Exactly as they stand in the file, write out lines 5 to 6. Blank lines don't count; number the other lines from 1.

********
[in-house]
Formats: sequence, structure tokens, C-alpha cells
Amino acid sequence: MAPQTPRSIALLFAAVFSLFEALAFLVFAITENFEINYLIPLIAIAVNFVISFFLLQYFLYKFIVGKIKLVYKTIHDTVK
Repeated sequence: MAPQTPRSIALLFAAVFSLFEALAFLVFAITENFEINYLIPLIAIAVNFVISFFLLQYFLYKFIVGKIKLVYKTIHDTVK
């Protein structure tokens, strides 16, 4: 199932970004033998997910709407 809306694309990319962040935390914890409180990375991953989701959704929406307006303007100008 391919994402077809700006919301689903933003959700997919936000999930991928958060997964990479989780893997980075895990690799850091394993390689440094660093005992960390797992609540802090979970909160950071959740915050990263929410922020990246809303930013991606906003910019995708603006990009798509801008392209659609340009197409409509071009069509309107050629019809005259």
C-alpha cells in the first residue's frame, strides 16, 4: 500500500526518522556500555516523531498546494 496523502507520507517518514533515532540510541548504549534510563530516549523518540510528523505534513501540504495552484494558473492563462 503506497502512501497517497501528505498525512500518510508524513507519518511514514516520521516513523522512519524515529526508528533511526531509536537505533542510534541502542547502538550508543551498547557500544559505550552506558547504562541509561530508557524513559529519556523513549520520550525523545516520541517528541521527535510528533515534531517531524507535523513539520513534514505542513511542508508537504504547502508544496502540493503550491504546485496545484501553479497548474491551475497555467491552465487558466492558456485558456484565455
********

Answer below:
């Protein structure tokens, strides 16, 4: 199932970004033998997910709407 809306694309990319962040935390914890409180990375991953989701959704929406307006303007100008 391919994402077809700006919301689903933003959700997919936000999930991928958060997964990479989780893997980075895990690799850091394993390689440094660093005992960390797992609540802090979970909160950071959740915050990263929410922020990246809303930013991606906003910019995708603006990009798509801008392209659609340009197409409509071009069509309107050629019809005259």
C-alpha cells in the first residue's frame, strides 16, 4: 500500500526518522556500555516523531498546494 496523502507520507517518514533515532540510541548504549534510563530516549523518540510528523505534513501540504495552484494558473492563462 503506497502512501497517497501528505498525512500518510508524513507519518511514514516520521516513523522512519524515529526508528533511526531509536537505533542510534541502542547502538550508543551498547557500544559505550552506558547504562541509561530508557524513559529519556523513549520520550525523545516520541517528541521527535510528533515534531517531524507535523513539520513534514505542513511542508508537504504547502508544496502540493503550491504546485496545484501553479497548474491551475497555467491552465487558466492558456485558456484565455